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The lšndler is a folk dance in 3/4 time which was popular in Austria, south Germany and German Switzerland at the end of the 18th century.

It is a dance for couples which strongly features hopping and stamping. It was sometimes purely instrumental and sometimes had a vocal part, sometimes featuring yodelling.

When dance halls became popular in Europe in the 19th century, the lšndler was made quicker and more elegant, and the men shed the hobnail boots which they wore to dance it. It is thought to have evolved into the waltz.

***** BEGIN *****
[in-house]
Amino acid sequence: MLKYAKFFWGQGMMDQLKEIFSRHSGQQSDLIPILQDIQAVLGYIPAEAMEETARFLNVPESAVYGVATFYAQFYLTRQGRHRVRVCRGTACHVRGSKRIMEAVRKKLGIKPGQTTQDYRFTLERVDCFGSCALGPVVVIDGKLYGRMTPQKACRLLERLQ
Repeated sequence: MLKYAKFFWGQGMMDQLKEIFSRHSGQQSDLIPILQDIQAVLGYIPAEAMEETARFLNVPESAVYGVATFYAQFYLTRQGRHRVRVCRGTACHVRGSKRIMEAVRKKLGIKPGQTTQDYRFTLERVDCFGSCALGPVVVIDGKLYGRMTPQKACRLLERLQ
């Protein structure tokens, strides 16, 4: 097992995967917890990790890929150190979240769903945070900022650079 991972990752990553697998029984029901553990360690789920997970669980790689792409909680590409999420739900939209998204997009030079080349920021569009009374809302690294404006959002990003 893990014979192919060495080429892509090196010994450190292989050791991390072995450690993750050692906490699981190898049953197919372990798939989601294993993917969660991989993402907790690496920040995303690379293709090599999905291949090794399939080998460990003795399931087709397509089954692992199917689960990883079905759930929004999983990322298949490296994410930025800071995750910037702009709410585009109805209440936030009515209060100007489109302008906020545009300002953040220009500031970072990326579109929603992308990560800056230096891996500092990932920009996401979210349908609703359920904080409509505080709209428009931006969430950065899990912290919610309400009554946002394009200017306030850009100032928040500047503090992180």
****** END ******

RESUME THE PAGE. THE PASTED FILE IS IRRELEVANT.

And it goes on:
A number of classical composers wrote lšndler including Ludwig van Beethoven and Franz Schubert. In several of his symphonies Gustav Mahler replaced the scherzo with a lšndler. The Carinthian folk tune quoted in Alban Berg's Violin Concerto is a lšndler, and another features in Act II of his opera Wozzeck. The "German Dances" of Wolfgang Amadeus Mozart and Josef Haydn also resemble lšndler.

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